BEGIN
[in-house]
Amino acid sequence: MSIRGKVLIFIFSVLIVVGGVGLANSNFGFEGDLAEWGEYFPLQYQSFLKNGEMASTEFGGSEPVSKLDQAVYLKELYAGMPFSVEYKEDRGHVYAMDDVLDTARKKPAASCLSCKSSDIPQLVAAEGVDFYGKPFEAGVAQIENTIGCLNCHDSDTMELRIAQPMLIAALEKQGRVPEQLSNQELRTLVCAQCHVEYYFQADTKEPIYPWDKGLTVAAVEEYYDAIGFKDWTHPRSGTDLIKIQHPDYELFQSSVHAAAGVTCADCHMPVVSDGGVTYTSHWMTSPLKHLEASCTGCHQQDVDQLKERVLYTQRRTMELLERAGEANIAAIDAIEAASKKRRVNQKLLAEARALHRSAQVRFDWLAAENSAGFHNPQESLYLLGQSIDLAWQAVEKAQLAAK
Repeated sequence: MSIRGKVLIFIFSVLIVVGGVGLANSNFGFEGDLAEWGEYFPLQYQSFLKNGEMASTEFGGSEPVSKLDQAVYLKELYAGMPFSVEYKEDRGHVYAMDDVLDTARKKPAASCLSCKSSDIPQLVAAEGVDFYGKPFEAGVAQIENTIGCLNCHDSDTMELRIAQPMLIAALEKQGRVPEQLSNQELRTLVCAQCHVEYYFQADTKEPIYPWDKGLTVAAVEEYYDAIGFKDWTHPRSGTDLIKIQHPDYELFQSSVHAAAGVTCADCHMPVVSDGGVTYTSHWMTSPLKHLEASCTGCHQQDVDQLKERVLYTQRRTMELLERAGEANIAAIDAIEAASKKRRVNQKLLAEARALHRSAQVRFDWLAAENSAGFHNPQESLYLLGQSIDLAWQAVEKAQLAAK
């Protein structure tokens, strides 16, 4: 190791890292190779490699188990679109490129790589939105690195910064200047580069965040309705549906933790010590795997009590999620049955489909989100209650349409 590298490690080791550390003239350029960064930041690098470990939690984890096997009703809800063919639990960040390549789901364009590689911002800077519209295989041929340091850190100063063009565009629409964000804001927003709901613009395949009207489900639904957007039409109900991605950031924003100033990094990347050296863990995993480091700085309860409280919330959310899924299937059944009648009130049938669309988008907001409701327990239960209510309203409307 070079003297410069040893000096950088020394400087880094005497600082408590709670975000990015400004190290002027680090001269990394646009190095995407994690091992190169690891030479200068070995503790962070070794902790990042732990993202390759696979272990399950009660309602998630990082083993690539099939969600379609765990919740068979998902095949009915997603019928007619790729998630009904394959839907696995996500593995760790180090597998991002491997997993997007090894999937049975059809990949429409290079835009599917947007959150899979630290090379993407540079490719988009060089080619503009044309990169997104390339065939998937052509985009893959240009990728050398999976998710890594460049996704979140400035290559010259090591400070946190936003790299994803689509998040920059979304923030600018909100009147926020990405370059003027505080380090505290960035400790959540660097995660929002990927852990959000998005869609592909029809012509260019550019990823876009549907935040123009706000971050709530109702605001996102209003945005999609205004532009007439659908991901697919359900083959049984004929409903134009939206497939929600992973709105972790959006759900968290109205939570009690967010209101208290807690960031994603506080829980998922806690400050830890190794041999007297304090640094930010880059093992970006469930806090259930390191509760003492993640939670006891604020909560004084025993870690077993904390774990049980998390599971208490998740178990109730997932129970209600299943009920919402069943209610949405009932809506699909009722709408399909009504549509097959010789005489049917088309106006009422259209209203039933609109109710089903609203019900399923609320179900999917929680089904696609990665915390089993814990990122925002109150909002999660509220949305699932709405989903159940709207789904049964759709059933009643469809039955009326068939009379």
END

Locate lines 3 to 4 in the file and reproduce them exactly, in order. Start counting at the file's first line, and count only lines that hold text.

Repeated sequence: MSIRGKVLIFIFSVLIVVGGVGLANSNFGFEGDLAEWGEYFPLQYQSFLKNGEMASTEFGGSEPVSKLDQAVYLKELYAGMPFSVEYKEDRGHVYAMDDVLDTARKKPAASCLSCKSSDIPQLVAAEGVDFYGKPFEAGVAQIENTIGCLNCHDSDTMELRIAQPMLIAALEKQGRVPEQLSNQELRTLVCAQCHVEYYFQADTKEPIYPWDKGLTVAAVEEYYDAIGFKDWTHPRSGTDLIKIQHPDYELFQSSVHAAAGVTCADCHMPVVSDGGVTYTSHWMTSPLKHLEASCTGCHQQDVDQLKERVLYTQRRTMELLERAGEANIAAIDAIEAASKKRRVNQKLLAEARALHRSAQVRFDWLAAENSAGFHNPQESLYLLGQSIDLAWQAVEKAQLAAK
């Protein structure tokens, strides 16, 4: 190791890292190779490699188990679109490129790589939105690195910064200047580069965040309705549906933790010590795997009590999620049955489909989100209650349409 590298490690080791550390003239350029960064930041690098470990939690984890096997009703809800063919639990960040390549789901364009590689911002800077519209295989041929340091850190100063063009565009629409964000804001927003709901613009395949009207489900639904957007039409109900991605950031924003100033990094990347050296863990995993480091700085309860409280919330959310899924299937059944009648009130049938669309988008907001409701327990239960209510309203409307 070079003297410069040893000096950088020394400087880094005497600082408590709670975000990015400004190290002027680090001269990394646009190095995407994690091992190169690891030479200068070995503790962070070794902790990042732990993202390759696979272990399950009660309602998630990082083993690539099939969600379609765990919740068979998902095949009915997603019928007619790729998630009904394959839907696995996500593995760790180090597998991002491997997993997007090894999937049975059809990949429409290079835009599917947007959150899979630290090379993407540079490719988009060089080619503009044309990169997104390339065939998937052509985009893959240009990728050398999976998710890594460049996704979140400035290559010259090591400070946190936003790299994803689509998040920059979304923030600018909100009147926020990405370059003027505080380090505290960035400790959540660097995660929002990927852990959000998005869609592909029809012509260019550019990823876009549907935040123009706000971050709530109702605001996102209003945005999609205004532009007439659908991901697919359900083959049984004929409903134009939206497939929600992973709105972790959006759900968290109205939570009690967010209101208290807690960031994603506080829980998922806690400050830890190794041999007297304090640094930010880059093992970006469930806090259930390191509760003492993640939670006891604020909560004084025993870690077993904390774990049980998390599971208490998740178990109730997932129970209600299943009920919402069943209610949405009932809506699909009722709408399909009504549509097959010789005489049917088309106006009422259209209203039933609109109710089903609203019900399923609320179900999917929680089904696609990665915390089993814990990122925002109150909002999660509220949305699932709405989903159940709207789904049964759709059933009643469809039955009326068939009379």